The learning log is possibly the most essential part of the student experience, however at times it can be the least understood aspect as students embark on a course.
At its most simple, it is a log of the learning taking place. For photography students where a blog is a mandatory part of the course, there is a misconception that the blog is the learning log, and this is not the case.
The blog is the vessel, for want of a better term, the place to record all your work completed for the course. The work on the blog will be made up of:
- Coursework – projects/exercises from the course handbook
- Assignments – work produced in response to the assignment brief at the end of each part of the course
- Learning log – the log is everything else
To expand on the log – it can feature:
- your own independent research
- reading around the wider subject of photography and visual/creative arts
- thoughts on topical stories
- write ups of exhibition visits or programmes/podcasts viewed or listened to
- ideas for future projects
- details of your own side projects
- plans for pacing your work through the course
- reflections on your progress
- a pace to vent frustrations and celebrate successes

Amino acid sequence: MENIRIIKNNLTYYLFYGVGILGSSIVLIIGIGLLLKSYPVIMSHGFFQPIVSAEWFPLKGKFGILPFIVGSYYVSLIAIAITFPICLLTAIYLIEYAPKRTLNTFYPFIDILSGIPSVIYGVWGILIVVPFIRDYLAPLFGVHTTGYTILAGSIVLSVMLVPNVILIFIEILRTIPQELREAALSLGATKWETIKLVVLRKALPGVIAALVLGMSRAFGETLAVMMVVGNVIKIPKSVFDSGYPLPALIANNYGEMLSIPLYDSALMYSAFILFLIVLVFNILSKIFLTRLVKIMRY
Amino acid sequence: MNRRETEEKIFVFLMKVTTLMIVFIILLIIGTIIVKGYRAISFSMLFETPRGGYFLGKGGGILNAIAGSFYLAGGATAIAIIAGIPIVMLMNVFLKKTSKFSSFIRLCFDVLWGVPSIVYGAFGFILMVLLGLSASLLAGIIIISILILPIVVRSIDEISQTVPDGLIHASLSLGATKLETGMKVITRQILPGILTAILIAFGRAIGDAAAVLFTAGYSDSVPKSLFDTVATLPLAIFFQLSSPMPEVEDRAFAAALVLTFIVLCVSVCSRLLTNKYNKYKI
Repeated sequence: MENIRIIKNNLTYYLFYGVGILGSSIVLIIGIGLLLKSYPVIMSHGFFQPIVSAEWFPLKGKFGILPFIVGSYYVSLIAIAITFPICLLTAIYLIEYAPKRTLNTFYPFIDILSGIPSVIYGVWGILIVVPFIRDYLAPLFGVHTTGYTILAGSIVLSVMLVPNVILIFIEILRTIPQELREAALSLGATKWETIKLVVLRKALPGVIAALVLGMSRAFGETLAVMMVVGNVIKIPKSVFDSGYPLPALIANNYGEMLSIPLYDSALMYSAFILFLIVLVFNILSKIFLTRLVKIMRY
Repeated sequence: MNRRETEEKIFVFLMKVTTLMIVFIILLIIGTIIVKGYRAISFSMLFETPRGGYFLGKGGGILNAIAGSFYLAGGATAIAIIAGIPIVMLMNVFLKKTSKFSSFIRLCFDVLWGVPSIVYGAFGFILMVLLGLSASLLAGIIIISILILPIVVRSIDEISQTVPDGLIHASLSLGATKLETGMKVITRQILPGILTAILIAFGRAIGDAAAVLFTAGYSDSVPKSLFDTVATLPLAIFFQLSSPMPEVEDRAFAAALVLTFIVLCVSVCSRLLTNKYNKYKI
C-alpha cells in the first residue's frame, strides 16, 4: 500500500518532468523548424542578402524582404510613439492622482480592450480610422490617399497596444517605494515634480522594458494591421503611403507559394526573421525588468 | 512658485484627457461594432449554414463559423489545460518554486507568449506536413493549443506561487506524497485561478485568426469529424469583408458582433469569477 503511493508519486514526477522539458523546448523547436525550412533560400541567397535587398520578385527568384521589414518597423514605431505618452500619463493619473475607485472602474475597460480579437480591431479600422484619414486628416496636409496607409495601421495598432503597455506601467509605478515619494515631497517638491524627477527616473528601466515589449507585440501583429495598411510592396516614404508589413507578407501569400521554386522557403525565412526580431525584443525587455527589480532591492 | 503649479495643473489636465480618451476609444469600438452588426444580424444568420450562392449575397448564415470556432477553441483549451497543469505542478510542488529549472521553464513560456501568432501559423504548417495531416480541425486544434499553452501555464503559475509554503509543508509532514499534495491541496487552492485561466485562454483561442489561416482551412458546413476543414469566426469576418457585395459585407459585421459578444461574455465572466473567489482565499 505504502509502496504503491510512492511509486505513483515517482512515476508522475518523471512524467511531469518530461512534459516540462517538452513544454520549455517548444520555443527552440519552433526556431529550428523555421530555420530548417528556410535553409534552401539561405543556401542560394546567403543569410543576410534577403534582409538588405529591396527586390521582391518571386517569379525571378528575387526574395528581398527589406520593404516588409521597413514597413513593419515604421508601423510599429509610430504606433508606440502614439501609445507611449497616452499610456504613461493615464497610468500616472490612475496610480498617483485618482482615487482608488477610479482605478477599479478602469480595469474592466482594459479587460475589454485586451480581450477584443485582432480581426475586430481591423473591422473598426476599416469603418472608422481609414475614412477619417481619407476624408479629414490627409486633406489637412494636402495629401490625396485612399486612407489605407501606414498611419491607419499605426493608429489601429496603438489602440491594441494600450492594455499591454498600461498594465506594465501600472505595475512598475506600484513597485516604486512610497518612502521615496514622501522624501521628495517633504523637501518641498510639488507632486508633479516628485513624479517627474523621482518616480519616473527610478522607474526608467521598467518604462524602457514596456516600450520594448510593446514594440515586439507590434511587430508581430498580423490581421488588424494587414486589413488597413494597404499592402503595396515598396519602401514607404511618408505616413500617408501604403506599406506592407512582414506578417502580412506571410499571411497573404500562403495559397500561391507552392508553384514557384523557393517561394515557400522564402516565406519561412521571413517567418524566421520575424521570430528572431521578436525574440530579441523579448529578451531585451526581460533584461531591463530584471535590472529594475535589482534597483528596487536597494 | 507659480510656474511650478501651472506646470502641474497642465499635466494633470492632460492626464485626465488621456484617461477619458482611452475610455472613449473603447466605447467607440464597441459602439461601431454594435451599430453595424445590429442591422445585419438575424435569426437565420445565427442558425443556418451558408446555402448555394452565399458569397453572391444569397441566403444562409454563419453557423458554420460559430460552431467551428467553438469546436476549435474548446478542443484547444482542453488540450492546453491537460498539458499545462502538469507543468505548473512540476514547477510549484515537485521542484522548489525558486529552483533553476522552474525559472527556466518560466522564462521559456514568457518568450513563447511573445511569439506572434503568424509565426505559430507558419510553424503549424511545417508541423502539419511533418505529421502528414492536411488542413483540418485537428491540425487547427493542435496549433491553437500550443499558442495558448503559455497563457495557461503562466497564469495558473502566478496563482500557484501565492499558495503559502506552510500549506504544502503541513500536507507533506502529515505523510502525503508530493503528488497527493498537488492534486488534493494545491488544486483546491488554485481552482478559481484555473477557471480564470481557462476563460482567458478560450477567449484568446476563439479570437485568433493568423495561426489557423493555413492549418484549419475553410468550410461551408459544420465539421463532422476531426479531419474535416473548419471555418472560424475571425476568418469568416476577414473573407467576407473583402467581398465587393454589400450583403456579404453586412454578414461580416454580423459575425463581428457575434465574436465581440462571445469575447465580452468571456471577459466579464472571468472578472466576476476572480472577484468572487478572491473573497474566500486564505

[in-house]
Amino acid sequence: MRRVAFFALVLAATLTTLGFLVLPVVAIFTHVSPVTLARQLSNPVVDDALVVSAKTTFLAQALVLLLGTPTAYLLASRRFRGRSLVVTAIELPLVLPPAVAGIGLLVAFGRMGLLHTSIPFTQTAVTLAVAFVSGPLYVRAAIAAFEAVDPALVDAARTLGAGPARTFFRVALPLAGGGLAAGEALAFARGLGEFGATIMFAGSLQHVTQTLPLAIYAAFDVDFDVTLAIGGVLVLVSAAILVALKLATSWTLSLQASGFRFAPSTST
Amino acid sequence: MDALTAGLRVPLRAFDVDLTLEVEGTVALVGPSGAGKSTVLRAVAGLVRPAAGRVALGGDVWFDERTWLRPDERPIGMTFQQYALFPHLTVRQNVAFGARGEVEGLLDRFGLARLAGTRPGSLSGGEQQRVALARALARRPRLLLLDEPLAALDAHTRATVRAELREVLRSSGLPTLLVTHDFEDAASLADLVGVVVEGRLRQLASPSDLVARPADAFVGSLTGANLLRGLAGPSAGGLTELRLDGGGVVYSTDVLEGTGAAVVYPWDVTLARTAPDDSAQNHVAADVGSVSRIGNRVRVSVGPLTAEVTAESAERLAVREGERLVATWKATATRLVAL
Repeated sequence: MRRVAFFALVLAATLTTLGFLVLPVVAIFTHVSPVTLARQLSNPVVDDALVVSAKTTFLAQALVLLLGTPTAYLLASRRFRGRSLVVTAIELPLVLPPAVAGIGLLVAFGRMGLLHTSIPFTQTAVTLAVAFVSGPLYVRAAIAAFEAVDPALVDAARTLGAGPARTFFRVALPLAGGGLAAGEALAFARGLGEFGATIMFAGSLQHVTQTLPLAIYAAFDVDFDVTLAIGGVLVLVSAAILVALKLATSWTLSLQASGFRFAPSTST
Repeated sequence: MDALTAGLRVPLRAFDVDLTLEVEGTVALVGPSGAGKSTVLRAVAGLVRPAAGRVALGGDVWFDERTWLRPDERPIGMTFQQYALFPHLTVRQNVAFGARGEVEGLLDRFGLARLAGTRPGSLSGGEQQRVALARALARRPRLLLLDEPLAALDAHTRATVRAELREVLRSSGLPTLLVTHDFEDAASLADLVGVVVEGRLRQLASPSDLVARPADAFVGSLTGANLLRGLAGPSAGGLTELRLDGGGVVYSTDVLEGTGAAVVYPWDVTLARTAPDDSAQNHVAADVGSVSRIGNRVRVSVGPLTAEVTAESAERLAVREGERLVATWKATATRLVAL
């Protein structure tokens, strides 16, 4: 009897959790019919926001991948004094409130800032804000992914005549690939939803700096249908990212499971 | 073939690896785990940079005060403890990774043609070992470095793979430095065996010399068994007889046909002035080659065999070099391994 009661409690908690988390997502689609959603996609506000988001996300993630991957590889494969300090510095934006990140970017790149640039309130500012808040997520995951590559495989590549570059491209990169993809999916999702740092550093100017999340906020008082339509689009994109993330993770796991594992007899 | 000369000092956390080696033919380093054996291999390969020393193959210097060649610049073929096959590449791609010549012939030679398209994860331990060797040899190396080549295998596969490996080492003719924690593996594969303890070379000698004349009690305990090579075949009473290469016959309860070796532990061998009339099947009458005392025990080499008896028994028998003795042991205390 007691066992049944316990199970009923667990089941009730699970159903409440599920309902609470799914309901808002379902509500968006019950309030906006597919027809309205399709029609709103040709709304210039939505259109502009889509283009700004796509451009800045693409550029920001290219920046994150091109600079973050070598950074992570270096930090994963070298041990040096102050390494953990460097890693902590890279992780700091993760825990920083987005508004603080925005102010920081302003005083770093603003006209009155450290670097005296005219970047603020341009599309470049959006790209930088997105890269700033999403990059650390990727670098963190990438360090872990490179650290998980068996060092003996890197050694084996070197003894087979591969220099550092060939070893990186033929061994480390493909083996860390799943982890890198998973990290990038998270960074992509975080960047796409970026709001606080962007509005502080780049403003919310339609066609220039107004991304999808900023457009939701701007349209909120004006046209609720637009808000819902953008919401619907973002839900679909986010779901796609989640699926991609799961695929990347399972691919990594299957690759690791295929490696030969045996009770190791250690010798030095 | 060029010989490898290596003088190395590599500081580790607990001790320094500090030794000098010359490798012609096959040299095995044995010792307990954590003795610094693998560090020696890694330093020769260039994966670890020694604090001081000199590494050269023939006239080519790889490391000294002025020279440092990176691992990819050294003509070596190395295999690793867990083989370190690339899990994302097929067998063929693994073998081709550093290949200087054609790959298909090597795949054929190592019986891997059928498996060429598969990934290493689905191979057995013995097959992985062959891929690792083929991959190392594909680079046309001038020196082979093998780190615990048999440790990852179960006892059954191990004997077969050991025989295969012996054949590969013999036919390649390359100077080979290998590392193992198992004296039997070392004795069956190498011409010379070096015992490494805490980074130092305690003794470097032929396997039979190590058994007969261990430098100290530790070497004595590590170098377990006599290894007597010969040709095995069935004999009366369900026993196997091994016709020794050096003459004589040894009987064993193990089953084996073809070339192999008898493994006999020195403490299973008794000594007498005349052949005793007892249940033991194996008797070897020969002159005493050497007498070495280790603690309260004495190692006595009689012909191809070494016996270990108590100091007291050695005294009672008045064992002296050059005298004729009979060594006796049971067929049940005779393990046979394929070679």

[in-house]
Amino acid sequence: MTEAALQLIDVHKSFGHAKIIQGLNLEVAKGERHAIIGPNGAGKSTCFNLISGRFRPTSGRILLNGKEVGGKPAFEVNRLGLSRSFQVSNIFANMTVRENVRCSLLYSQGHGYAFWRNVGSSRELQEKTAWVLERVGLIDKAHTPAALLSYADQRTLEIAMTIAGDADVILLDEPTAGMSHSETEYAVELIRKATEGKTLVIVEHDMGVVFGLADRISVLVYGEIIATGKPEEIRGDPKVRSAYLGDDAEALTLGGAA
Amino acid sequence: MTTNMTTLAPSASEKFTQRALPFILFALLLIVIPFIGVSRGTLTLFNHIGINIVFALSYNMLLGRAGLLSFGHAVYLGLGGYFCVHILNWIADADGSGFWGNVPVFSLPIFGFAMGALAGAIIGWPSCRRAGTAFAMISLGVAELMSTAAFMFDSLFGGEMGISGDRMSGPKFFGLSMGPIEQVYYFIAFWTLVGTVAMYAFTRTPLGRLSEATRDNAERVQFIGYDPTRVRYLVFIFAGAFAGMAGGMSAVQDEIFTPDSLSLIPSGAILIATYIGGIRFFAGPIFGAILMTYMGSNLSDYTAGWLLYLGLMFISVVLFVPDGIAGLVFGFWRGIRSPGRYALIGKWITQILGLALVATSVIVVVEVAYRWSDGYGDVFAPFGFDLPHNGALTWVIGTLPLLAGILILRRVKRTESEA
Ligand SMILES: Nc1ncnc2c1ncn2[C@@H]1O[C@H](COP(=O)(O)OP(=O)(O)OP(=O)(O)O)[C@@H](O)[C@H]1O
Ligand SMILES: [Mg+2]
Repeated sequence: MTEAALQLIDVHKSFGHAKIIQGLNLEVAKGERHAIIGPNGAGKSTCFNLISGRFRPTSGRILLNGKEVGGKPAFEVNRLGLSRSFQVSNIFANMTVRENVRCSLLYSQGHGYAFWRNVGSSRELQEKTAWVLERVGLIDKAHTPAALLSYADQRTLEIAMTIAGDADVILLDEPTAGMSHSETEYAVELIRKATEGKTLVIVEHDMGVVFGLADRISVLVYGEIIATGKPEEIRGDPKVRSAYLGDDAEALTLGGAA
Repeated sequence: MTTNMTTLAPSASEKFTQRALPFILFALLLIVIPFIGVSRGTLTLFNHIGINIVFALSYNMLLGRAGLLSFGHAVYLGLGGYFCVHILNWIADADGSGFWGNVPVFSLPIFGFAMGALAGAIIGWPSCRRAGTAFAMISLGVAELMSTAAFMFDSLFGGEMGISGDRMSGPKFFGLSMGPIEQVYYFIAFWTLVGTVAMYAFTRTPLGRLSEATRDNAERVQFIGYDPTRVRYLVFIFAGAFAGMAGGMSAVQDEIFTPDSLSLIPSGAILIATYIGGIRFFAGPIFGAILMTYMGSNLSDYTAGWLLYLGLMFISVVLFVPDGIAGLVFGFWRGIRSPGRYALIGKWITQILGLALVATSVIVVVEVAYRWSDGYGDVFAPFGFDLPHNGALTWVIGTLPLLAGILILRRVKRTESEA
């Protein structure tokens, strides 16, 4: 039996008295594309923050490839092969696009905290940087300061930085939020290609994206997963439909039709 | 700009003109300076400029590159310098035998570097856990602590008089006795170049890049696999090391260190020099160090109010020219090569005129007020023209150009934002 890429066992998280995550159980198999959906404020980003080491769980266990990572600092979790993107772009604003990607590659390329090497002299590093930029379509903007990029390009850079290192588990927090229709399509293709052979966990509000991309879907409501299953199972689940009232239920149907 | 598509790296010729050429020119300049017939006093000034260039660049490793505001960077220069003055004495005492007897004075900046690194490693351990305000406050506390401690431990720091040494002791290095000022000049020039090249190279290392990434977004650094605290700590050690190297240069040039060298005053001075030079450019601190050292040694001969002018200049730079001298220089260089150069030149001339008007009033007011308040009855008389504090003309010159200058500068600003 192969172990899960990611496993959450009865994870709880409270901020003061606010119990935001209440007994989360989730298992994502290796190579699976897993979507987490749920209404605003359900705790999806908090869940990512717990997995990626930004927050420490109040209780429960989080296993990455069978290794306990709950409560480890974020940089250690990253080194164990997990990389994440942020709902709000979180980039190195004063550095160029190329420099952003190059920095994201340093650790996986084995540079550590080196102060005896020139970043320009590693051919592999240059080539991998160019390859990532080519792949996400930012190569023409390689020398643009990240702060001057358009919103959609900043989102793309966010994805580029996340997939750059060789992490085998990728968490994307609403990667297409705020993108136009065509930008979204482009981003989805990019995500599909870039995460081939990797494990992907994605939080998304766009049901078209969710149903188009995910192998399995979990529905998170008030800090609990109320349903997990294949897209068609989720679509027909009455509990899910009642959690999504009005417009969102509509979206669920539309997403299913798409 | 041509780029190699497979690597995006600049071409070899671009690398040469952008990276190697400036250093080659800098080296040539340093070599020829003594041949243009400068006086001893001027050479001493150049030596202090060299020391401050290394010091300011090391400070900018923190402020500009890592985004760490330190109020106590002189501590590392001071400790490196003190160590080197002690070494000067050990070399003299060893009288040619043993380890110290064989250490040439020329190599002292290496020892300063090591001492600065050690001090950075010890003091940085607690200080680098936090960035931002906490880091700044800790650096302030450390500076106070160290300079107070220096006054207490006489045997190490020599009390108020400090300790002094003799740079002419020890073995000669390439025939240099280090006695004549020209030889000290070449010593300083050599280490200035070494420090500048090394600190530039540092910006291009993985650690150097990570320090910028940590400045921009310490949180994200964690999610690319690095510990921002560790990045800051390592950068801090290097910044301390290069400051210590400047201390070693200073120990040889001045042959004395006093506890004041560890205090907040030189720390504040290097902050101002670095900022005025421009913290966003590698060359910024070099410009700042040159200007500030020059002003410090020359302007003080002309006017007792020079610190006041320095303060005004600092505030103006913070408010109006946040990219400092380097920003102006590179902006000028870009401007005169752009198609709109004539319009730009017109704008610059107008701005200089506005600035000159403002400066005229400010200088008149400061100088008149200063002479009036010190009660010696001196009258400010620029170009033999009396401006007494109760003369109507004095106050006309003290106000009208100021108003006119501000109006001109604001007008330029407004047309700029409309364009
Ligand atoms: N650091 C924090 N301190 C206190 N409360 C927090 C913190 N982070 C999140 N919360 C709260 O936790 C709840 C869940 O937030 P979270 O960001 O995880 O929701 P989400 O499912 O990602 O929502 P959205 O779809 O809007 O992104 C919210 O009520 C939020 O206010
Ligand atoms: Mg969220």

All the above, and more can be included. Finding a way to record this information is the key that will ultimately shape the way your work on the course.
For some students a disciplined approach of updating the log on a weekly basis works. Think about planning ahead and reflecting on the work done so far. If this is done regularly, it can help with time management and pacing of workload. Other students prefer a more ad hoc approach and write up as and when they are producing work.
Find the approach that works best for you. However, experience shows that writing little and often is better than long and sporadic posts. The log can become the key to keeping momentum on your studies.
Maybe you haven’t done much work for a while, then reflect on that. Look at the course material, it may be that life is preventing from you doing the very next page in the course. Could you be doing something else subject related instead?
Ultimately the hardest thing about the learning log, is starting it. We are often very self-conscious when we start writing, particularly when we are reflecting on our own work. It is much easier to write factually. However be brave, and start.
The more you practice this type of writing, the easier it becomes.
Remember the learning log:
- Is an important aspect of your course
- This is a record of your experiences thoughts and feelings
- A place to reflect on your learning activities such as courses you went on, exhibitions visited, books read, discussions had, internet sites browsed and tv programmes watched
When you write be:
- and self aware
For more information on learning logs look at the following guides. They can be accessed on www.oca-student.com using your OCA email and password.
Go to Resources > Resource Types > Getting Started Study Guides
An Introduction to Studying in HE – section 6 covers learning logs
Introduction to Learning Logs – an in-depth guide with lots of advice and guidance